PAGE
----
“If you look at these big multinationals,” he says, “while they may have both a technology and a sales team in India, chances are they’re not even in the same city. And chances are they report back to different people in the US.”
For Trimble, perhaps the most important take-away of reverse innovation is what it means for today’s students. “For young people to be successful later on,” he argues, “they’ll have to be just as curious about the needs and opportunities of places like Brazil and India and Japan as they are of those in the US. That’s pretty daunting.
“There are places in America that are very worldly. But for the most part, this country is pretty insular, and it’s going to be an enormous challenge for us.”
Through a for-profit reinsurance company called MiCRO (Microinsurance Catastrophe Risk Organisation), formed in March 2011 by the global humanitarian agency Mercy Corps and Haiti’s largest microfinance institution Fonkoze, female microentrepreneurs who hold policies will have their loans cancelled and receive a $125 payout to replace damaged inventory or repair homes or businesses.
From the Wall Street Journal:
"The program is an example of the growing use of so-called microinsurance to help protect some of the world's poorest people from the devastating economic effects of catastrophes. While business owners in the developed world count on insurance to help them rebuild and recover after a disaster, people in places like Haiti have historically had to start from scratch.
"Haiti, plagued by more than its share of devastating earthquakes and floods, is Exhibit A for how Mother Nature can deliver massive setbacks. Fonkoze's borrowers, which include shopkeepers, hairdressers and farmers, have suffered major losses in recent years."
“For many years, I watched women entrepreneurs struggle to climb the ladder out of poverty, only to be knocked down time and time again by catastrophic losses from hurricanes or earthquakes,” said Anne Hastings, CEO of Fonkoze. “Now for the first time, MiCRO has made it possible for those women to quickly recover their losses, rebuild their source of income, and avoid a potential poverty trap.”
MiCRO offers its clients a unique hybrid insurance product, or parametric policy: a set of weather-related triggers corresponding to wind speed, rainfall levels, and earthquake magnitudes that offer a timely payout, combined with additional coverage to the extent that the triggers do not reflect actual losses on the ground.
"These women have the pride and dignity of being the valued customer of a commercial enterprise, not beneficiaries of charity," said Neal Keny-Guyer, Mercy Corps CEO.
Fonkoze took advantage of its existing infrastructure in Haiti, including 46 branches and more than 2,000 credit centers, to implement the insurance. According to the Wall Street Journal, Fonkoze "now requires most of its roughly 60,000 borrowers to contribute 3 percent of their loan values to help defray the cost of the insurance. That covers about half the cost of the coverage, with Fonkoze and its partners, including the governments of Switzerland and the United Kingdom, contributing the rest. Then Fonkoze's insurer, called MiCRO, buys backup protection from Swiss Re AG, a massive reinsurance company that has been among the leaders in the insurance industry in efforts to develop microinsurance products."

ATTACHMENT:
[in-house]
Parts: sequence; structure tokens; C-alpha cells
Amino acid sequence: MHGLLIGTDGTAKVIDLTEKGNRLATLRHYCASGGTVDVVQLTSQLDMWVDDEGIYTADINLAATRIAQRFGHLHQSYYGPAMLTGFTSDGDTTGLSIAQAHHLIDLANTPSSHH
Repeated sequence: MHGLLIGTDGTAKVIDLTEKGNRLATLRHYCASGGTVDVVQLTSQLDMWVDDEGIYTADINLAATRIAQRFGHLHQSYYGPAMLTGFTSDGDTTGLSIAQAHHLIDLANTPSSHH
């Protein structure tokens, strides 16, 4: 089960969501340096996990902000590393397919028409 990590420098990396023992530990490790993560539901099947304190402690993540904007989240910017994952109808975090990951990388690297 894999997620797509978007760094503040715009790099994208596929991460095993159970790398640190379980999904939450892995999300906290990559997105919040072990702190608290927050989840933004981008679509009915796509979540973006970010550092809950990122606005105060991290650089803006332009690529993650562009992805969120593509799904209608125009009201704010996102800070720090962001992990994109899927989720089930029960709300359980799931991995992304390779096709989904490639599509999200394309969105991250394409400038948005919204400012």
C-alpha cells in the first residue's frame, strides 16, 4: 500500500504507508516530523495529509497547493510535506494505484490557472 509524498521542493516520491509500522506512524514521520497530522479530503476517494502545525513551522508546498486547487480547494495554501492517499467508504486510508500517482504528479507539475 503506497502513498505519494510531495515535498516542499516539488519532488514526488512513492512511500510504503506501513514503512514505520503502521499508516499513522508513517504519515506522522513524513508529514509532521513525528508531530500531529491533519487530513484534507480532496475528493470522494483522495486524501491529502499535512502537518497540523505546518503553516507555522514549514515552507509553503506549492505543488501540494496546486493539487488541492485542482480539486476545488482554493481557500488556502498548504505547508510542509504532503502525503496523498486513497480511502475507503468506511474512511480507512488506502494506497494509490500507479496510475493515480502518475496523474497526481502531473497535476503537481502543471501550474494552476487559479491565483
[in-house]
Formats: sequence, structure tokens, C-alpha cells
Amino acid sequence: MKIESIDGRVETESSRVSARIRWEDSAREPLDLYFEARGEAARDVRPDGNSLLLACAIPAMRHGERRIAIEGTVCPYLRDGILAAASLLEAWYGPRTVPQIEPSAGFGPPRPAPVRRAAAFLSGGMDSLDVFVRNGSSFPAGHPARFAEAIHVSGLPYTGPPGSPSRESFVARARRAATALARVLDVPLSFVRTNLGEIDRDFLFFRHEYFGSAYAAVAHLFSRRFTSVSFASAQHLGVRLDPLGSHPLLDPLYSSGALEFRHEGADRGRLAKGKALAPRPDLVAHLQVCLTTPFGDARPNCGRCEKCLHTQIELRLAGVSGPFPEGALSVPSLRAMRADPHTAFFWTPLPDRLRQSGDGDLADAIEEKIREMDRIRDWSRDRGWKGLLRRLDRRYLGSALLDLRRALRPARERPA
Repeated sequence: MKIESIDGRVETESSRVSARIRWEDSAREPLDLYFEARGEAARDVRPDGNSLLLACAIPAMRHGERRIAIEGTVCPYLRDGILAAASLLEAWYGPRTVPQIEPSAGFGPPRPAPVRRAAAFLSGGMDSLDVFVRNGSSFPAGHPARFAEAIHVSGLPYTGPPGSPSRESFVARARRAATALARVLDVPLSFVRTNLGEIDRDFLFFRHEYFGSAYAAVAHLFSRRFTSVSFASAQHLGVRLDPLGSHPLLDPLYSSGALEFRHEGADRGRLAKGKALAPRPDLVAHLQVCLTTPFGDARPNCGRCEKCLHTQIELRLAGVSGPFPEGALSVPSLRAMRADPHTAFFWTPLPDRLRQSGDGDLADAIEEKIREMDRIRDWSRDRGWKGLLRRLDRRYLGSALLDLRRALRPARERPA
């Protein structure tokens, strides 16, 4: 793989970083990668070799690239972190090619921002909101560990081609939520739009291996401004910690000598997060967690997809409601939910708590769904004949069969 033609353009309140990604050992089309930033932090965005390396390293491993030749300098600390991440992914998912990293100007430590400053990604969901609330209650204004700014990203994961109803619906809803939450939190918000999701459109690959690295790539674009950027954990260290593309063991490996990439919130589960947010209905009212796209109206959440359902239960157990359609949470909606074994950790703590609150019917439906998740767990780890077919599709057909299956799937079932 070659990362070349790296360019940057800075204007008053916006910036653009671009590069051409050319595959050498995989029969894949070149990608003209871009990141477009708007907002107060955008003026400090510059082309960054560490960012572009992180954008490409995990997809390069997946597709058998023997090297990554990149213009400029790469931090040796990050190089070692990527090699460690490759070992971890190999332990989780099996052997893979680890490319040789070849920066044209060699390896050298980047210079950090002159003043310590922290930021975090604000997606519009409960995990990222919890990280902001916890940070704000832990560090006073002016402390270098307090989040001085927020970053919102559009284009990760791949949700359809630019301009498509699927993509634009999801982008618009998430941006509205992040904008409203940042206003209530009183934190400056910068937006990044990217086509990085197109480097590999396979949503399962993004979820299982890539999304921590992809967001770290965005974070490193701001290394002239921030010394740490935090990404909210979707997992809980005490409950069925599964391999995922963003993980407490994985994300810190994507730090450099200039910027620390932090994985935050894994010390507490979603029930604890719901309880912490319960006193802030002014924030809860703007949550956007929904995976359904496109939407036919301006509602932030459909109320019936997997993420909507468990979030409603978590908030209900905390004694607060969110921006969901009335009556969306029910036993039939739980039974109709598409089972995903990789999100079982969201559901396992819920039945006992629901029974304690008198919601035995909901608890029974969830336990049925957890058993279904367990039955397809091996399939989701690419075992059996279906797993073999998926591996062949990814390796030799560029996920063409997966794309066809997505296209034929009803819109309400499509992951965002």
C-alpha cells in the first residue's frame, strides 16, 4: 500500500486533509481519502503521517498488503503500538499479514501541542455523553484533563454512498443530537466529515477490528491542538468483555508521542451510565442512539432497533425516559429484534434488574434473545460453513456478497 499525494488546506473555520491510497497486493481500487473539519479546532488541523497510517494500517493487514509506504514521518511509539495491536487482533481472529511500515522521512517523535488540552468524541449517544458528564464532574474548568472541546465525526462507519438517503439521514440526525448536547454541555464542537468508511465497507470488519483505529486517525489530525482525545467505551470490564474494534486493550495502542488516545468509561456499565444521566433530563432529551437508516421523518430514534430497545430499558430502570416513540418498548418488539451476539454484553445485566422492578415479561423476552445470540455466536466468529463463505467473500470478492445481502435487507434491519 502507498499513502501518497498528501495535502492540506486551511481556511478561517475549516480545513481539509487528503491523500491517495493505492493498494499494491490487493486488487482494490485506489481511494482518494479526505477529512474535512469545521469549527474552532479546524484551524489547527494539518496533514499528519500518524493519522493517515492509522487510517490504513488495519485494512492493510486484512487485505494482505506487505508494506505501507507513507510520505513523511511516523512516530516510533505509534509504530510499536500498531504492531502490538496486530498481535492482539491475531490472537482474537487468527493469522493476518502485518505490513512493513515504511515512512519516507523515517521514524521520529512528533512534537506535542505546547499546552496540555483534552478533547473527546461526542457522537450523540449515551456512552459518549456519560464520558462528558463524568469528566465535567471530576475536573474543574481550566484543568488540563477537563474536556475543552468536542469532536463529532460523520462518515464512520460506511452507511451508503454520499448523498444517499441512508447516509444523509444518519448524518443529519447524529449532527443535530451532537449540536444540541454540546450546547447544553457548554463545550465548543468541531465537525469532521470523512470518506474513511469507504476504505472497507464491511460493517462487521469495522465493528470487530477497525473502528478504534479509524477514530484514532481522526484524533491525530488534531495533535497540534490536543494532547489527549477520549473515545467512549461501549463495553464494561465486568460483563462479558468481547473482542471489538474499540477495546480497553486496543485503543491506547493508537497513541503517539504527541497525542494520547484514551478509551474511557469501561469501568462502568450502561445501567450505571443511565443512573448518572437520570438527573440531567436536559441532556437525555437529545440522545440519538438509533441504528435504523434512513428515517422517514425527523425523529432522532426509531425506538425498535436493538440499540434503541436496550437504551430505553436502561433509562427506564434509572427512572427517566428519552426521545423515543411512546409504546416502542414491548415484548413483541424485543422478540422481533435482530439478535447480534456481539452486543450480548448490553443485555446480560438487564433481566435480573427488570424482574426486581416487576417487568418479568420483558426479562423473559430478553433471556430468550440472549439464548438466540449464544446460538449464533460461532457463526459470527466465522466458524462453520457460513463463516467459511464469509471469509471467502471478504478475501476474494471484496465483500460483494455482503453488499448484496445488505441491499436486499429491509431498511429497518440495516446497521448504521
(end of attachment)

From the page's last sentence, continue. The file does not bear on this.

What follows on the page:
In the company’s first year, MiCRO has provided $1.64 million in payouts that Fonkoze has used to provide funds to nearly 6,800 Haitian women.
One of the key barriers to the growth of microinsurance is the cost of on-the-ground assessments and policy administration. To address this, MiCRO's clients help determine whether fellow policyholders are entitled to additional loss-based payouts. This reduces costs and helps put the purchase of microinsurance within their reach, but further cost reductions are needed in the future for Fonkoze and MiCRO to meet ends and become profitable.
Bill LeVasseur never set out to become an ethnographer. Or a historian, anthropologist, migration specialist, or scholar of syncretism for that matter. He was an American advertising executive living in Mexico City who simply liked Mexican folk art.
But in the past two decades he has become all of those things, of sorts at least, amassing a collection of hundreds of Mexican masks from remote villages across the country that today he hangs on the walls of his museum in San Miguel de Allende. In doing so, he has singlehandedly preserved a piece of Mexican culture that few realize is still thriving today.
“Some of the best compliments I get are from Mexicans,” he says. “ 'Thank you for preserving this,' they say. 'This is part of our culture that we can't lose.' "
Masks have a crucial place in Mexican society, a pre-Hispanic custom that evolved but continued after conquest by the Spanish. Today, particularly in the thousands of tiny towns across the country, artisans still carve them for use in ceremonial dances to celebrate feast days and patron saints, most of it fusing elements of indigenous customs with Roman Catholic narrative.